5 ways “design thinking” can help you create meaningful changes

“…according to Bernard Roth, a professor of engineering and the academic director of the Hasso Plattner Institute of Design (the d.school) at Stanford University. Roth’s new book, “The Achievement Habit,” outlines how a strategy called “design thinking” can help you create meaningful changes in your life.Design thinking was invented by Roth and other Stanford engineers, and it’s typically used to improve on a specific product or experience, like a lightbulb or online dating. Yet in “The Achievement Habit,” Roth explains how the very same process can be turned inward, helping individuals become happier and more successful.

The book is based on a class Roth has been teaching for nearly half a century, called “The Designer in Society.

“Design thinking is a five-step process:

  1. Empathize: Learn what the issues are.

  2. Define the problem: Which question are you going to answer?

  3. Ideate: Generate possible solutions.

  4. Prototype: Abandon perfection and either build your project or develop a plan.

  5. Test and get feedback from others.Roth says the individual steps aren’t as important as some of the guiding principles behind design thinking: a bias toward action and limited fear of failure. The point of design thinking, according to Roth, is to challenge your automatic thinking and assumptions.”

Source: Stanford professor: Design thinking can help you achieve your goals – Business Insider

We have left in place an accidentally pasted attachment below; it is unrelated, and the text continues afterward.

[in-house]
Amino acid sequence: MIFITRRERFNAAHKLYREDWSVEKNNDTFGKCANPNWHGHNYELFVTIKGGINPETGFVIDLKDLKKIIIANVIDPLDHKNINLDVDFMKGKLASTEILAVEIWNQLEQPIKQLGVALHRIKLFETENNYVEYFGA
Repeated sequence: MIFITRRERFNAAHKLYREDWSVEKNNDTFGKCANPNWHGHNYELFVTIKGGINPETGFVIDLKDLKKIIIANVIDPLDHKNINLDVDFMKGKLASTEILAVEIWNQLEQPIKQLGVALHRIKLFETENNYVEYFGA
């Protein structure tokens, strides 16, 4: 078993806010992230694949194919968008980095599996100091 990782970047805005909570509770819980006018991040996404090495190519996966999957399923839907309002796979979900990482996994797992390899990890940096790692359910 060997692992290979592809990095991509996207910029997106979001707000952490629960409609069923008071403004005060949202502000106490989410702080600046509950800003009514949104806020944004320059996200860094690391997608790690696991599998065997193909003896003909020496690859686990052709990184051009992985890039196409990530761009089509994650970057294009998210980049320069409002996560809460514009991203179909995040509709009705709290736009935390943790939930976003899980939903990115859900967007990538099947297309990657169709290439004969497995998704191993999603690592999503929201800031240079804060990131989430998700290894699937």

Ten Rules of Writing | Literary Hub

Do not write long sentences. A sentence should not have more than 10 or 12 words.Each sentence should make a clear statement. It should add to the statement that went before. A good paragraph is a series of clear, linked statements.

Do not use big words. If your computer tells you that your average word is more than five letters long, there is something wrong. The use of small words compels you to think about what you are writing. Even difficult ideas can be broken down into small words.Never use words whose meanings you are not sure of. If you break this rule you should look for other work.The beginner should avoid using adjectives, except those of color, size and number. Use as few adverbs as possible.Avoid the abstract. Always go for the concrete.Every day, for six months at least, practice writing in this way. Small words; clear, concrete sentences. It may be awkward, but it’s training you in the use of language. It may even be getting rid of the bad language habits you picked up at the university. You may go beyond these rules after you have thoroughly understood and mastered them

Source: Ten Rules of Writing | Literary Hub

Regenerative Development and Design

The emerging field of regenerative development and design marks a significant evolution in the concept and application of sustainability. Practices in sustainable or green design have focused primarily on minimizing damage to the environment and human health, and using resources more efficiently; in effect, slowing down the degradation of earth’s natural systems. Advocates of a regenerative approach to the […]

via Regenerative Development and Design — Learning Sustainability

Loomio founder: 5 Reasons to Build a Network of Small Groups, Rather than a Mass Movement of Individuals 

So much of the lefty US political discourse is focused on a huge scale. Environmentalists want to save the planet. Progressives want to mobilise millions of people on the #OneTrueHashtag. In preparation for this trip, one of my first meetings was with an organisation who are doing great work locally, but they’re freaking out about how they can possibly expand their efforts to encompass a national scale. My advice: don’t waste time growing a nationwide bureaucracy, just stick to what’s working, and publish everything so folks can copy you.